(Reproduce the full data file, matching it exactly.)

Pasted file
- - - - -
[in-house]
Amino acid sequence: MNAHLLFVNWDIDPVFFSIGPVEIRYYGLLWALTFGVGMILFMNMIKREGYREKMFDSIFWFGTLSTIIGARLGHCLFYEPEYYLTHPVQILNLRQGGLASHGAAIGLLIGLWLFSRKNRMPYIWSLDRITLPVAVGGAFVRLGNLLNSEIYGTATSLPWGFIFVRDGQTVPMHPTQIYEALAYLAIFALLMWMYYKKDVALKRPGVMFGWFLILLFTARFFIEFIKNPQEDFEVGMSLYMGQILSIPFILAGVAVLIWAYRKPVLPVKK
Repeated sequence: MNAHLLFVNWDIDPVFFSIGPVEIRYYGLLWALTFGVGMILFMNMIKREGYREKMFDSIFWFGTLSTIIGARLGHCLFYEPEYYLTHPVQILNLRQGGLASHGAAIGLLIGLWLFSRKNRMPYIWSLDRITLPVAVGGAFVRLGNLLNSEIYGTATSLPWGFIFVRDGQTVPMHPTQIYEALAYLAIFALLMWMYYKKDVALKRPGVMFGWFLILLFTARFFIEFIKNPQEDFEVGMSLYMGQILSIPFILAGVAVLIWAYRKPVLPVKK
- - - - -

[in-house]
Amino acid sequence: MNAHLLFVNWDIDPVFFSIGPVEIRYYGLLWALTFGVGMILFMNMIKREGYREKMFDSIFWFGTLSTIIGARLGHCLFYEPEYYLTHPVQILNLRQGGLASHGAAIGLLIGLWLFSRKNRMPYIWSLDRITLPVAVGGAFVRLGNLLNSEIYGTATSLPWGFIFVRDGQTVPMHPTQIYEALAYLAIFALLMWMYYKKDVALKRPGVMFGWFLILLFTARFFIEFIKNPQEDFEVGMSLYMGQILSIPFILAGVAVLIWAYRKPVLPVKK
Repeated sequence: MNAHLLFVNWDIDPVFFSIGPVEIRYYGLLWALTFGVGMILFMNMIKREGYREKMFDSIFWFGTLSTIIGARLGHCLFYEPEYYLTHPVQILNLRQGGLASHGAAIGLLIGLWLFSRKNRMPYIWSLDRITLPVAVGGAFVRLGNLLNSEIYGTATSLPWGFIFVRDGQTVPMHPTQIYEALAYLAIFALLMWMYYKKDVALKRPGVMFGWFLILLFTARFFIEFIKNPQEDFEVGMSLYMGQILSIPFILAGVAVLIWAYRKPVLPVKK